Their study shows demand-based pricing can increase revenue while lowering parking ratesPublished May 4th, 2017
Recently two professors at Carnegie Mellon University’s Tepper School of Business, Mark Fichman and Stephen Spear, published an article in the Pittsburg Post-Gazette focused on the need for Smart Parking tools in Pittsburg. Mark Fichman is a professor of Organizational Behavior and Theory, and Stephen Spear is a professor of Economics.
These professors have been studying ways to improve parking for four years now, and the ways that smart parking can improve a city. These benefits range from decreasing car emissions and lowering a city’s carbon footprint to improving the performance of local business and providing a positive experience for tourists.
Between 2013 and 2016 the professors gathered data and ran a parking demonstration project that used variable dynamic pricing for parking on the streets around CMU. Previously all the streets in the area charged $2 an hour. They adjusted prices based on occupancy data to as high as $2.25 and as low as $0.50, with a goal of having parking spaces occupied between 60 and 80 percent of the time. The professors were able to raise revenues of over $200,000 in additional parking, even as they lowered the average parking rate, by driving additional use of payed spaces!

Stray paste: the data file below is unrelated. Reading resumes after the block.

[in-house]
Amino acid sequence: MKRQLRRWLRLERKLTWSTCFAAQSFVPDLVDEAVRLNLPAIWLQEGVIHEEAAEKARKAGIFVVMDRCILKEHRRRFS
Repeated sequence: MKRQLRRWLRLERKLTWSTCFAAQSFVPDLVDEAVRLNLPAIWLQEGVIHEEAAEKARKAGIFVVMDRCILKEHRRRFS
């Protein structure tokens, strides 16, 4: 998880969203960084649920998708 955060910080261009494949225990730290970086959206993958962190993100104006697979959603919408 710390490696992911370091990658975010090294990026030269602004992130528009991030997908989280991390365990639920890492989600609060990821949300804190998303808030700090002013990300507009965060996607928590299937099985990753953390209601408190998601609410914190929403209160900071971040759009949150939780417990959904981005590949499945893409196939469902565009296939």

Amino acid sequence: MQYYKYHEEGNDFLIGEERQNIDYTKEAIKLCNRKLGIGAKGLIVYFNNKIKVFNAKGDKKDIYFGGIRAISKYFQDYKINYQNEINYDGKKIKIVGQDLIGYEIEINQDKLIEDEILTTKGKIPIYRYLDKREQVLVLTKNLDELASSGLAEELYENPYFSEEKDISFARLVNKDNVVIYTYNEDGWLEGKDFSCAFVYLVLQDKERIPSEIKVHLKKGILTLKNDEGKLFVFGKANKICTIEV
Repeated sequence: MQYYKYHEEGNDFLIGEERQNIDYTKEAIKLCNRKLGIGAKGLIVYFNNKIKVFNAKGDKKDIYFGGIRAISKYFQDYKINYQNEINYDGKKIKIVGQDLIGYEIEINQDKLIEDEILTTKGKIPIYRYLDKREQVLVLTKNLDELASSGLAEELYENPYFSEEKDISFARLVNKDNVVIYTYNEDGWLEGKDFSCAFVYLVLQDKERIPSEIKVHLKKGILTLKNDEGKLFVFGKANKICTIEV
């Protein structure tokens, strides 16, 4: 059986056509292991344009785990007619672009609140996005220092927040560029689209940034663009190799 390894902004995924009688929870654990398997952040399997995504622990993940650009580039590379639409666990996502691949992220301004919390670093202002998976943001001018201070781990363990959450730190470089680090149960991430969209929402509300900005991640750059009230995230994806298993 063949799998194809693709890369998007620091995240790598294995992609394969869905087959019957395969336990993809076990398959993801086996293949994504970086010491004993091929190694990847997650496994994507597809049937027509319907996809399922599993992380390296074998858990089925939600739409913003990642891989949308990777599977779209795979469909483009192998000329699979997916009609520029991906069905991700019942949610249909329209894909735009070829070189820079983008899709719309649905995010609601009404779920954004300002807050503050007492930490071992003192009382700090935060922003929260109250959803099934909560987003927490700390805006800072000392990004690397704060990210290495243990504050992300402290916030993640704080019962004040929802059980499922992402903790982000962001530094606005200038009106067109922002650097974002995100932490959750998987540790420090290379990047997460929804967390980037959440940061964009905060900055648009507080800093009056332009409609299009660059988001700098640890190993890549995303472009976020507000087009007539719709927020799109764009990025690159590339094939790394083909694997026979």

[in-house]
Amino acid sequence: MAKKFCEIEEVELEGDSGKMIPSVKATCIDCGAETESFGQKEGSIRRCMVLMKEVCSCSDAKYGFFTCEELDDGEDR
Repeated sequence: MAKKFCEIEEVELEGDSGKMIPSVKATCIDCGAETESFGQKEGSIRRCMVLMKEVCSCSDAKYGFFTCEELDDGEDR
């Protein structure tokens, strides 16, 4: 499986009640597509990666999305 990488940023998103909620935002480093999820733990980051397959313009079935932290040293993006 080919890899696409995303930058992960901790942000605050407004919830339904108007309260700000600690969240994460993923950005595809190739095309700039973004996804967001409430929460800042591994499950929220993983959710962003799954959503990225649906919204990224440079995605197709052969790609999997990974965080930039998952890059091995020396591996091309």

The Pittsburg Post-Gazette has called for a smartphone app for Pittsburg that has real-time information on available spaces, like the Parker app Streetline has.A parking guidance app can help consumers know about the prices for parking all over the city, and the current level of parking availability, enhancing the effects of optimized pricing. It’s a key component in modern smart parking solutions.